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Torment Mass Market Paperback – Oct 1 1999

2.5 out of 5 stars 15 customer reviews

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Product Details

  • Mass Market Paperback: 256 pages
  • Publisher: Wizards of the Coast (Oct. 1 1999)
  • Language: English
  • ISBN-10: 0786915277
  • ISBN-13: 978-0786915279
  • Product Dimensions: 17.9 x 10.8 x 1.9 cm
  • Shipping Weight: 100 g
  • Average Customer Review: 2.5 out of 5 stars 15 customer reviews
  • Amazon Bestsellers Rank: #836,971 in Books (See Top 100 in Books)
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He was floating-silent, suspended-in a warm, dark place. Read the first page
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Customer Reviews

2.5 out of 5 stars
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Format: Mass Market Paperback
I'll admit it; I have no one to blame but myself for being disappointed by this book. Wizards of the Coast has always released poor novels, with the exception of the Dragonlance series, but I liked the computer game "Planescape: Torment" enough that I assumed this book would be different.
It wasn't.
The storyline was weak, to put it simply. Imagine the basic plot of the game, then cut off three-quarters of its strength. The goal seemed to be to fit the basic idea of the entire game into as short of a book as possible, which translates into a book that is written faster. There seems to be no point to this book except to wrestle the last few dollars out of the buyer's hand after they spent most of it on "Planescape: Torment".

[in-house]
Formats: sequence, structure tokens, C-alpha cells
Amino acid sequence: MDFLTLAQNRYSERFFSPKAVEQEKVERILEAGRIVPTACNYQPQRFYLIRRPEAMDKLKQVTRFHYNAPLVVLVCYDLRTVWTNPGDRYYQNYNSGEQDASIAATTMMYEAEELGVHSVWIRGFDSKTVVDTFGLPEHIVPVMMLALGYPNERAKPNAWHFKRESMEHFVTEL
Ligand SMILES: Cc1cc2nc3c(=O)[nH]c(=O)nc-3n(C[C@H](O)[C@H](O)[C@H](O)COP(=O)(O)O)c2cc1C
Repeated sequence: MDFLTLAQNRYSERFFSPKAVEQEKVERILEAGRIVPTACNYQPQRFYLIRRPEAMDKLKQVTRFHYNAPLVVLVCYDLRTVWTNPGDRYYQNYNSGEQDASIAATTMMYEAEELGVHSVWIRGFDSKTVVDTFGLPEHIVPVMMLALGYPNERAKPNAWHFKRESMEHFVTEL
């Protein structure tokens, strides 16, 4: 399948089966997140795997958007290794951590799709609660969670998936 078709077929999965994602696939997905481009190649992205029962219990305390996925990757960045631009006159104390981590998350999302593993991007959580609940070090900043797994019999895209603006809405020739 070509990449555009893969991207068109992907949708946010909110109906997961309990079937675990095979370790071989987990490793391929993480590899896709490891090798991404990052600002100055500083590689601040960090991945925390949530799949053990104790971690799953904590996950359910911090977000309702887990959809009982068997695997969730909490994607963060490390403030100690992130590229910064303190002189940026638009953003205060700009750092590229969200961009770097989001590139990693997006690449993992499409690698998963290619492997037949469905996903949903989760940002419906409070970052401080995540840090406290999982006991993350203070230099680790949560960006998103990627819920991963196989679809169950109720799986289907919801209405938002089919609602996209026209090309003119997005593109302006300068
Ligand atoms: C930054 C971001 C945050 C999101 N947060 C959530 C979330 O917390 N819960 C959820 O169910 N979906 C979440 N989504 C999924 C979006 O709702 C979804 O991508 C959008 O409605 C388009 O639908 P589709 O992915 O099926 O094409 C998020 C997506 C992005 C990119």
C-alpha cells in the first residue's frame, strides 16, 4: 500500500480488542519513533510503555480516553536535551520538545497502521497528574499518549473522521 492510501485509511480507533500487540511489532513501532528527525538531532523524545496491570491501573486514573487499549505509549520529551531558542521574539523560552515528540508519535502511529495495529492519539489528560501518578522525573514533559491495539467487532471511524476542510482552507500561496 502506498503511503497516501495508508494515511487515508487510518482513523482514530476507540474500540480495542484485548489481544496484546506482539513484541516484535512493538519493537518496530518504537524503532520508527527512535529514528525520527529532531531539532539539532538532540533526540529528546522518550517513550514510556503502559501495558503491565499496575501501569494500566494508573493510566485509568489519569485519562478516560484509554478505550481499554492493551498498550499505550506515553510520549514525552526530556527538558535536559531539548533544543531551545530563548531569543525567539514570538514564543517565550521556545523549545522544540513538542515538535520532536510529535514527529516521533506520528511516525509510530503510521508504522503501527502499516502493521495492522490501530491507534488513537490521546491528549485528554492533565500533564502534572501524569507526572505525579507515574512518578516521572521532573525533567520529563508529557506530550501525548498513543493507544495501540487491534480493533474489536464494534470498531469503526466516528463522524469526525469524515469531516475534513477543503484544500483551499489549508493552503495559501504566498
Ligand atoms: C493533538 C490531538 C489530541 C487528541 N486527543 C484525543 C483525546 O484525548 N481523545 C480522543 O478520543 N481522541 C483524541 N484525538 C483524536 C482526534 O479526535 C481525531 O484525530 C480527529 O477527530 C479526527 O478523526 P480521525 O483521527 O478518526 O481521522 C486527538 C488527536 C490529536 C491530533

Granted, the characters are true to what you would probably expect, and the atmosphere is equivalent. The thing I just cannot get over is how dumbed-down the whole thing feels. Maybe it's just the fact that I generally dislike high fantasy, but I still suspect a deeper problem with this book.
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Format: Mass Market Paperback
At one point in Torment (the game), Ravel Puzzelwell, an infamous legendary Night Hag who has granted the curse of immortality on the Nameless one looks mockingly into the heart of both him and the hearts of his five companions. Nameless, as she explains acts as a loadstone for tormented souls, all the characters who have followed him thus far are "tormented" to some degreee as well. Each has an internal conflict, and Ravel with her demented but nontheless truthful vision sees the faults and torments of each character: Dak'kon the grimly silent but obedient githzerai is bound to the service of the Nameless one through an old and forgotten debt. Annah, the bitchy but lovable teifling girl, finds herself mysteriously drawn to scarred and leathery man, although this revelation confuses and frightens rather than reassures her. Fall-from-grace, the reformed succubus, also finds that the Nameless one inspires her sympathy, although in turning away from her inherent dark nature she suffers as well. Nordom, the rogue modron, has lived in a world of perfect order until he deviated from the norm in his home. His assured and robotic voice hides is an increasingly confused being behind it. Even Morte, the goofy floating skull, with a wry and sometimes raunchy sense of humor, is stricken with guilt about a past event so distand he doesn't even remember it. Yet now his innate cowardace is his achilles heel. Now, I suppose, if I were traveling with the Nameless one and his motley crew of friends, what would Ravel see in me? What is my torment? Very recently, I had played a turly phenominal game called Planescape: Torment.Read more ›